Student Activities

he Honey Bee paper contains a great deal of information about honeybees and the way in which a hive operates. By no means does it cover all of the information available about this most fascinating member of the insect family. Much of what is provided here is for the information of the classroom teacher. You can decide what parts you wish to include in your study of the honeybee with your students.

As a follow-up to your classroom activities, a field trip to an actual apiary with your students, is highly recommended. The Bee Space program at your Kortright Centre for conservation is excellent. View more activities for the classroom.

Student Activities

Honey Bingo

Download a print the Honey Bingo Template for your students. Have the students put words associated with honeybees in the vacant spaces. You can use the ones supplied here or make up your own. In one container put the letters H.O.N.E.Y. and in another container put the words used to fill in the chart. Draw out one of the HONEY letters and one of the words and read them out to the class. For example, if the letter O and the word Drone were drawn, you would announce "under the O, Drone". Students would cross off the word Drone on their chart, only if they had it in column O. Return the letter and word to their respective containers and draw again. Continue in this manner until someone has crossed off a complete vertical, horizontal or diagonal row. When this happens the student yells out "HONEY". They are the winner. The space in the middle is a free space for everyone.

Co-Operation

Honeybees are called "social insects" because they live in a society that depends upon co-operation of all of the individuals living in the hive. Humans live in a social society as well.

  1. Have the students fill in the Busy as a Bee worksheet. From this have them write a short essay on their responsibilities at home and the responsibilities of other members of their family.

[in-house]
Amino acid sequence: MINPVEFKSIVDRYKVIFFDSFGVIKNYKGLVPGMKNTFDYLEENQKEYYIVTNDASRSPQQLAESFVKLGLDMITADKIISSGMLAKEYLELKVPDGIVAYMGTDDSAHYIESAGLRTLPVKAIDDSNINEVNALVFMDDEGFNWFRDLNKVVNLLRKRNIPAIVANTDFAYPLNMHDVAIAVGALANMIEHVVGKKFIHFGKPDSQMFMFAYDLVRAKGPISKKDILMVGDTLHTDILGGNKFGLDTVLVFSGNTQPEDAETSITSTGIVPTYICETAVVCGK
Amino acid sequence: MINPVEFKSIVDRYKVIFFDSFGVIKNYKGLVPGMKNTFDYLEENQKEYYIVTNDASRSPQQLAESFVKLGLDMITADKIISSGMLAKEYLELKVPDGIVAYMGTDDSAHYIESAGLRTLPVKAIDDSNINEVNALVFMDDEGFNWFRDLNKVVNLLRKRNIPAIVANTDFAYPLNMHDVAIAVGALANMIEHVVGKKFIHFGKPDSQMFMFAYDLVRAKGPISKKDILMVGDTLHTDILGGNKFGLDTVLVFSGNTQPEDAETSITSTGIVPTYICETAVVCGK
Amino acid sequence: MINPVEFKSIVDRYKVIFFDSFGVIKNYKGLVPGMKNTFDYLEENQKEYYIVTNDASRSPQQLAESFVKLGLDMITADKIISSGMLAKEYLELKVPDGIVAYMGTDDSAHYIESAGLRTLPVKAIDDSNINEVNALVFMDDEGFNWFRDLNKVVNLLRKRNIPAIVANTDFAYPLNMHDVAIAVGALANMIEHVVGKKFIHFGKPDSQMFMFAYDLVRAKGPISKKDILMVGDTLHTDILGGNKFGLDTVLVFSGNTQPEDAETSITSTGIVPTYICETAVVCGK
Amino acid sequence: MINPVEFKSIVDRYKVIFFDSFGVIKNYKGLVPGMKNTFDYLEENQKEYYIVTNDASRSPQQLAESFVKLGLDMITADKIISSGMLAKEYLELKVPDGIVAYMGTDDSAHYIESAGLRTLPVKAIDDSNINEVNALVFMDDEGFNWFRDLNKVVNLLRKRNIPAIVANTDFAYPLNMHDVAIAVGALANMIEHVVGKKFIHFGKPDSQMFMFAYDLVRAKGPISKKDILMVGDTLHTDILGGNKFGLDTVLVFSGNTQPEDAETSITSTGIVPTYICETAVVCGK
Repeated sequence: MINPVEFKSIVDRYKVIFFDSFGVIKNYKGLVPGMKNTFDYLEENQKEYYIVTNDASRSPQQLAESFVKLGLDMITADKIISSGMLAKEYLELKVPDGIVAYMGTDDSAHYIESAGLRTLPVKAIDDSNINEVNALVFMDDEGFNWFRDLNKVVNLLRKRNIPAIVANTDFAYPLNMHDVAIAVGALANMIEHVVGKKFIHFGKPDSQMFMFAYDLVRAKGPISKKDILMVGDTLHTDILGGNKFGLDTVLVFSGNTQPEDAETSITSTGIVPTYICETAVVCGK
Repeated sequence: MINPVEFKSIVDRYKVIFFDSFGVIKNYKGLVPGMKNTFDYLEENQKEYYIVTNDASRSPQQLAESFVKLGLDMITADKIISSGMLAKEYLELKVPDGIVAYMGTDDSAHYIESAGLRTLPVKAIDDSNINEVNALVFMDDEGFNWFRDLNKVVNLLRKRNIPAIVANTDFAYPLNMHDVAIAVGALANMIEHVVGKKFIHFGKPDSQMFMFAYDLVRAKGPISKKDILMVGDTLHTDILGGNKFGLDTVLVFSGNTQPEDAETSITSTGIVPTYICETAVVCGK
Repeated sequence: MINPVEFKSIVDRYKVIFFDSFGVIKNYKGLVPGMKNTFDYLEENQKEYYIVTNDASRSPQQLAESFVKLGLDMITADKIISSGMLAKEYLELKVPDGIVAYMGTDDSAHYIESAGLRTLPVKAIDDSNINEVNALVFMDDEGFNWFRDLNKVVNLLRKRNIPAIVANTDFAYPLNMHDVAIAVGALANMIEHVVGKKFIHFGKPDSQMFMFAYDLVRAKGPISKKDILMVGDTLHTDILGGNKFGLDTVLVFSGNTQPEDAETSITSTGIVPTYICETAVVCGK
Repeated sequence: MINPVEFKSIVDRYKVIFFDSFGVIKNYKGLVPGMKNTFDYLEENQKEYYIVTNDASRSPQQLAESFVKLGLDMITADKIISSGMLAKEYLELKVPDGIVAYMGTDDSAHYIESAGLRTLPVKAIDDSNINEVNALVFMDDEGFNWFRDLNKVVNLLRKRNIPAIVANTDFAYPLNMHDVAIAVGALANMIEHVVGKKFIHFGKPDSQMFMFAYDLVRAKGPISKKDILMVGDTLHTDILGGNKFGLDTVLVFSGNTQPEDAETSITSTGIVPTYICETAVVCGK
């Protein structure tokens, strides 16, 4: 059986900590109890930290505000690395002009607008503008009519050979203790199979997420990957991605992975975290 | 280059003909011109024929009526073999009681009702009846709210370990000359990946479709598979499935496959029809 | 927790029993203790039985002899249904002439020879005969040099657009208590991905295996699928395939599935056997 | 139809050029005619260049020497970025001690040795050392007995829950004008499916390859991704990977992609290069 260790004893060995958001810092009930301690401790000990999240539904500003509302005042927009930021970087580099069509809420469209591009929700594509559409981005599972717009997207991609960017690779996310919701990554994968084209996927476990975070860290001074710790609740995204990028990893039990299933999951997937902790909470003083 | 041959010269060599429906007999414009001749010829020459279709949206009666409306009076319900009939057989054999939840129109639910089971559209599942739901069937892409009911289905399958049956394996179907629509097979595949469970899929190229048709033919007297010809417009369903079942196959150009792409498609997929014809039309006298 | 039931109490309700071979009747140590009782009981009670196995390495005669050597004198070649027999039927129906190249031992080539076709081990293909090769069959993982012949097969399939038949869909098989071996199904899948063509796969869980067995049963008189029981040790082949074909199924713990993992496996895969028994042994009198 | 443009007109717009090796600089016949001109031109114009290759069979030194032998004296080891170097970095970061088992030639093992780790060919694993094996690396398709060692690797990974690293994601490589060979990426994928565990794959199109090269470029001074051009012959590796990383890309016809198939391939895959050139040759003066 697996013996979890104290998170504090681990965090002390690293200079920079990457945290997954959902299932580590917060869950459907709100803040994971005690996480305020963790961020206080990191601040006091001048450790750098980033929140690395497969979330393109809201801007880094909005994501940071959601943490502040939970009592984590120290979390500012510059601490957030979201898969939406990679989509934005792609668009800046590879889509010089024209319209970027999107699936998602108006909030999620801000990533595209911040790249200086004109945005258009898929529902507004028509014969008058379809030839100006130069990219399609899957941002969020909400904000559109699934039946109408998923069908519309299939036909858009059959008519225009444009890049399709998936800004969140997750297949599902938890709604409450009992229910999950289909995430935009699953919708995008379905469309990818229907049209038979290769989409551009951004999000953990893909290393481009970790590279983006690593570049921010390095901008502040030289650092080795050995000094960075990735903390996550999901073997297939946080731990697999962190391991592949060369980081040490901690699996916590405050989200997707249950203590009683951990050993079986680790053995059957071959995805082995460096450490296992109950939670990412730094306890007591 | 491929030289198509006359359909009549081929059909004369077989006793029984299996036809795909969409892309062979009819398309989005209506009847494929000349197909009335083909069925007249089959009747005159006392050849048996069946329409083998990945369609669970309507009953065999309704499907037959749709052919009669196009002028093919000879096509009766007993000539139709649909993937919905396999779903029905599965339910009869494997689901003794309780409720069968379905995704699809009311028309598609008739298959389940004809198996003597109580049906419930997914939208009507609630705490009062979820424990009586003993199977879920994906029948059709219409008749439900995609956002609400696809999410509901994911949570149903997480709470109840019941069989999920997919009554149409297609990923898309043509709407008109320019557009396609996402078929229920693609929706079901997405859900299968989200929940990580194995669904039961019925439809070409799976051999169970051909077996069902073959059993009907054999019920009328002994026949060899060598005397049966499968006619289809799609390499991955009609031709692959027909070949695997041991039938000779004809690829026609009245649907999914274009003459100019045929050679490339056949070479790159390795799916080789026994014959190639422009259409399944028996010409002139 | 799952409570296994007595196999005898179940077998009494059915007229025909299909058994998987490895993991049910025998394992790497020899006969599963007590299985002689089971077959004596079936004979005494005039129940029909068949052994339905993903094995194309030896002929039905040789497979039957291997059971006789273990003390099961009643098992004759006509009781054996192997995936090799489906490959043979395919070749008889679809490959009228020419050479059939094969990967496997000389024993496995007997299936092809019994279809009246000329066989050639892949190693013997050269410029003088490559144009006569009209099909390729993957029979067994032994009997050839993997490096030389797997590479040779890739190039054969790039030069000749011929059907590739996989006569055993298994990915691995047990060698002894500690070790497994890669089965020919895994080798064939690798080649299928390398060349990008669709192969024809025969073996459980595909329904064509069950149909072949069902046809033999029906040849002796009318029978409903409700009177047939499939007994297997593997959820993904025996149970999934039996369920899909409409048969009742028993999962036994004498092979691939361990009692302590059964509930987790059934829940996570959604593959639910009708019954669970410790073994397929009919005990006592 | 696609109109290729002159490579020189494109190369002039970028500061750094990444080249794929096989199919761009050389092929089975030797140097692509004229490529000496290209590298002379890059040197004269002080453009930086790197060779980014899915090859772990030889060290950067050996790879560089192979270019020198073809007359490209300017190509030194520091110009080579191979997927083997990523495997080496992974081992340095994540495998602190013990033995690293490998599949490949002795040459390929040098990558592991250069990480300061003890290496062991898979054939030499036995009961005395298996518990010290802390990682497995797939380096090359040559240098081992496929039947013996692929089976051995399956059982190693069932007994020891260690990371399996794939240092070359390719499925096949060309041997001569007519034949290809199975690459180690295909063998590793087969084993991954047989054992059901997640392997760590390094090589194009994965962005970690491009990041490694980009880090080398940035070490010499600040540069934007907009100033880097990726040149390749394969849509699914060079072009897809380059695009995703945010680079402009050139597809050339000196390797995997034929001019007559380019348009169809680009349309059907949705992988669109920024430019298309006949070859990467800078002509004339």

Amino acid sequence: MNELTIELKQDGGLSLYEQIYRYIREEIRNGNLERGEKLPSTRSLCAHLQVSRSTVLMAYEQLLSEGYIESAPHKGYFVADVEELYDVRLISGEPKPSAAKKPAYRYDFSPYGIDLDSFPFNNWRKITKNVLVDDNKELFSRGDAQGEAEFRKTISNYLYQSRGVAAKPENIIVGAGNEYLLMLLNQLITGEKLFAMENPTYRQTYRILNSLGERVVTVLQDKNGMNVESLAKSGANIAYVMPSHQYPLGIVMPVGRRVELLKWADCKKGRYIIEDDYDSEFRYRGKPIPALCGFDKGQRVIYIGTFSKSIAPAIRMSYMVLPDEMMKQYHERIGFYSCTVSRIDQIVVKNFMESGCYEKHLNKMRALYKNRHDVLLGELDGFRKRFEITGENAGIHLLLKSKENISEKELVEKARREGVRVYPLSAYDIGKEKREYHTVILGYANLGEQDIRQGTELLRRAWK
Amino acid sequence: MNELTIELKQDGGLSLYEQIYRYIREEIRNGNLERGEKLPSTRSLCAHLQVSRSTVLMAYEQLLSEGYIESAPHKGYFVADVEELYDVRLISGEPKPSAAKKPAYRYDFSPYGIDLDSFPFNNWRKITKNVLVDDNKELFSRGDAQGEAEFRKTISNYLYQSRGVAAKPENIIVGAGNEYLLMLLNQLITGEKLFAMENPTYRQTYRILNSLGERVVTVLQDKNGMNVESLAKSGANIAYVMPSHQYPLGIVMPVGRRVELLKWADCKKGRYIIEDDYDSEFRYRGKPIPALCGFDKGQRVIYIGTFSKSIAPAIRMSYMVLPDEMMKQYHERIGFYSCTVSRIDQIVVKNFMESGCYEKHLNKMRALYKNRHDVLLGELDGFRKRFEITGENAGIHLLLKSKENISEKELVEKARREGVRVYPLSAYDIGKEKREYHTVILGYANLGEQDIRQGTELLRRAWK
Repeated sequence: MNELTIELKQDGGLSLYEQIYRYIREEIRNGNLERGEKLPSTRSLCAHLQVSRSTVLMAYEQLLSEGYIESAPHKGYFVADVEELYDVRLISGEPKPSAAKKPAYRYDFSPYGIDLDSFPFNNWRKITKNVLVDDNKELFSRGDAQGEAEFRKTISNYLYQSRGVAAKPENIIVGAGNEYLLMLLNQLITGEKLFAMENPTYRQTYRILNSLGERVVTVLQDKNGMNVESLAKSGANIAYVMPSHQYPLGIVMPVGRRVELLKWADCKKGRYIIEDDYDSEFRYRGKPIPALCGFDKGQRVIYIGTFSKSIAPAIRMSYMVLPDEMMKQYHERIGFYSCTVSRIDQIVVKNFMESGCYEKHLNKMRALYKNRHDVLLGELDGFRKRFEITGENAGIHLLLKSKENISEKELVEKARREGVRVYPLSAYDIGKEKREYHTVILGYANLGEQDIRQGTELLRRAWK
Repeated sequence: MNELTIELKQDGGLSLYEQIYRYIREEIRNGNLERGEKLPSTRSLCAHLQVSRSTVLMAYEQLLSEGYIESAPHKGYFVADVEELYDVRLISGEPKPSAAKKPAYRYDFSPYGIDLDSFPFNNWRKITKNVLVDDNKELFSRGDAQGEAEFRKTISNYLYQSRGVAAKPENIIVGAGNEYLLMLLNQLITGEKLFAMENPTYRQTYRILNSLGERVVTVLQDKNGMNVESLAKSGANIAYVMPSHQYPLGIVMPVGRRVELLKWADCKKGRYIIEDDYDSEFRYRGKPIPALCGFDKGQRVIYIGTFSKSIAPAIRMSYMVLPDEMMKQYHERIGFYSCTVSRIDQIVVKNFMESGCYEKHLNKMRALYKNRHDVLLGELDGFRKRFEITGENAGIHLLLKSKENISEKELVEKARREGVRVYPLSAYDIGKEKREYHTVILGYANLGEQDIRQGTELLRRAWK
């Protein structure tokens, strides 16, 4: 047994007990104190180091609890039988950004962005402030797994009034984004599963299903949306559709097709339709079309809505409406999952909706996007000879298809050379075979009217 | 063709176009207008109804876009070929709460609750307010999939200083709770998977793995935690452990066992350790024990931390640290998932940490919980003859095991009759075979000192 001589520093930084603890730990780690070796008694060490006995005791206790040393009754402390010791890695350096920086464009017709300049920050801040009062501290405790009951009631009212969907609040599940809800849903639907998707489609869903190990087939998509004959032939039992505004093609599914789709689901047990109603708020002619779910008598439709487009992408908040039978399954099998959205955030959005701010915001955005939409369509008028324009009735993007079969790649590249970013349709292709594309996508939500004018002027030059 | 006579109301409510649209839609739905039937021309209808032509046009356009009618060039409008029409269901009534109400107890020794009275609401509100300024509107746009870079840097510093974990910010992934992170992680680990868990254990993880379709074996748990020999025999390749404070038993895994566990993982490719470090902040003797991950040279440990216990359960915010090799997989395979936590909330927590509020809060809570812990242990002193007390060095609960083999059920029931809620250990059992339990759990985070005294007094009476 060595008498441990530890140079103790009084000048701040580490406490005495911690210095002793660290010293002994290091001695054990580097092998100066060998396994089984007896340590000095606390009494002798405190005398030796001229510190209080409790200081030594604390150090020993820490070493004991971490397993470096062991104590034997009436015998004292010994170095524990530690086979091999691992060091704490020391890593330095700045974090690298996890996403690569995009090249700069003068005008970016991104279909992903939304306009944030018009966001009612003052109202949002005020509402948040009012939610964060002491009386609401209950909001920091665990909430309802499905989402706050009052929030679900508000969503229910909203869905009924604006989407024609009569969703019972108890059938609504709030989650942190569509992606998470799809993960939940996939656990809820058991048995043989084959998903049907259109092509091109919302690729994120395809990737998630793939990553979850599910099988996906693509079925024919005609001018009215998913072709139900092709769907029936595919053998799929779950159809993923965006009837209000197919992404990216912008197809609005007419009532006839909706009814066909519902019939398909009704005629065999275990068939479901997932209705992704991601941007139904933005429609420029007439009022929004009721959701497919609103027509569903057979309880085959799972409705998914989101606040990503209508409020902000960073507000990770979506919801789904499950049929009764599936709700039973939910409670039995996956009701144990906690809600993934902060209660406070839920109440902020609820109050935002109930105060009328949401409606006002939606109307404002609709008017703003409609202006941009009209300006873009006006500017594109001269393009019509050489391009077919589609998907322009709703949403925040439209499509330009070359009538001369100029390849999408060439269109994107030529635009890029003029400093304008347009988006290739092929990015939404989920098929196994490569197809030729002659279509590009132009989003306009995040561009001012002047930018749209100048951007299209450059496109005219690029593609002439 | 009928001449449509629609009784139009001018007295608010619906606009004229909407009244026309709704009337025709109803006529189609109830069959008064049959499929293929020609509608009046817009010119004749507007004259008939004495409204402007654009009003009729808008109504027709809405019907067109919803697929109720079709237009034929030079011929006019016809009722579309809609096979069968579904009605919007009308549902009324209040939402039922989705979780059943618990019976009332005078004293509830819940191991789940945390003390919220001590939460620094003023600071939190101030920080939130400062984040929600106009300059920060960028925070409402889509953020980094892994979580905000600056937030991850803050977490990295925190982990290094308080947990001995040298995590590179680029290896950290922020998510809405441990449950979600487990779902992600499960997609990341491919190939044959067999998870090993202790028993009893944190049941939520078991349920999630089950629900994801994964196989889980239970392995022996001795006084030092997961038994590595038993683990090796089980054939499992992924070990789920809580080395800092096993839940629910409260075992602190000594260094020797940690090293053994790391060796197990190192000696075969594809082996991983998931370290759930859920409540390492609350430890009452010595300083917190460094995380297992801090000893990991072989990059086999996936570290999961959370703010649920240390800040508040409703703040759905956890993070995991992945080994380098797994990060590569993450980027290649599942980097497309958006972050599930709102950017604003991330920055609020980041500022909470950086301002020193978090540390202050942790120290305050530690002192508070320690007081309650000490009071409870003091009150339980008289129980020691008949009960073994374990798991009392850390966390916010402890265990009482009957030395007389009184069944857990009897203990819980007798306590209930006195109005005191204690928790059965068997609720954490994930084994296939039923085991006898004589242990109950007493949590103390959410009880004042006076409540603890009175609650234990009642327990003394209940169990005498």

2. Have the students give a short report verbally or in written form about how other groups co-operate for the good of the whole. Examples could be from sports teams or other members of the animal kingdom.
  3. Have your students work in groups co-operatively to produce reports on honeybees for the rest of the class. They could do a collage of pictures, a mural, make an audio tape, develop work sheets for other students to complete (word searches, puzzles, mazes, etc.) Each person in the group could have a special responsibility.

Busy as a Bee

Honeybees are called social insects because different members of the colony have special jobs which help the entire colony. List some of your chores which help your family;

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Pollination

Honeybees are important agents in the pollination of flowering plants which is necessary if that plant is to produce a fruit or seeds.

  1. Give your students the outline of the parts of a simple flower and have them put the names of the parts on the outline.
  2. Have the students bring in fruits of various kinds (apple, pear, orange, cucumber, strawberry, tomato, etc.) and ask them to find the seeds within the fruit. Try planting some of the seeds and see what happens. Have the students do a drawing of the life cycle of their favorite fruit.
  3. Pollen can be collected by students on a pollen board (a piece of cardboard covered by a dark coloured piece of corduroy, velveteen, or felt). Have the students gently rub or press flowers against the board to see what the pollen looks like. How many different colours of pollen can you find? Remember to tell the students to only bring in one sample of each plant. We do not want to have them destroying whole communities of flowers. Explain that flowers have pollen only at certain times of the year, so some flowers may not contain pollen today. Discuss how the honeybee's hairy body picks up pollen from one flower and transfers it to another. What might happen to plants if there were no honeybees.

Communication

Honeybees communicate in a very complex way. The distance and direction of a source of pollen or nectar is communicated to other workers through special dances. We communicate in a variety of ways such as talking, writing, drawing, body language, facial expressions.

  • Give the students some words associated with honeybees and have them draw a picture on the chalkboard to explain the term. No words are allowed. Some suggested terms could be:
dancinghoneybeeworkerqueen
drone  pollinationhivefruit
applestinghoneycombpollen
flowerwingsnectarwax
seedextractorpupapollen basket
  • Body language says a great deal about what a person is thinking or how they are feeling. Have the students display different postures at the front of the classroom and see if other students can guess what they are trying to display. Cut out pictures from old magazines that show different facial or body expressions and display them in the classroom. Put a caption beneath each of the pictures describing what feeling is being communicated.
  • Play a game of charades using ideas associated with honeybees.

Visit additional sites that host educational material on honey and honey production.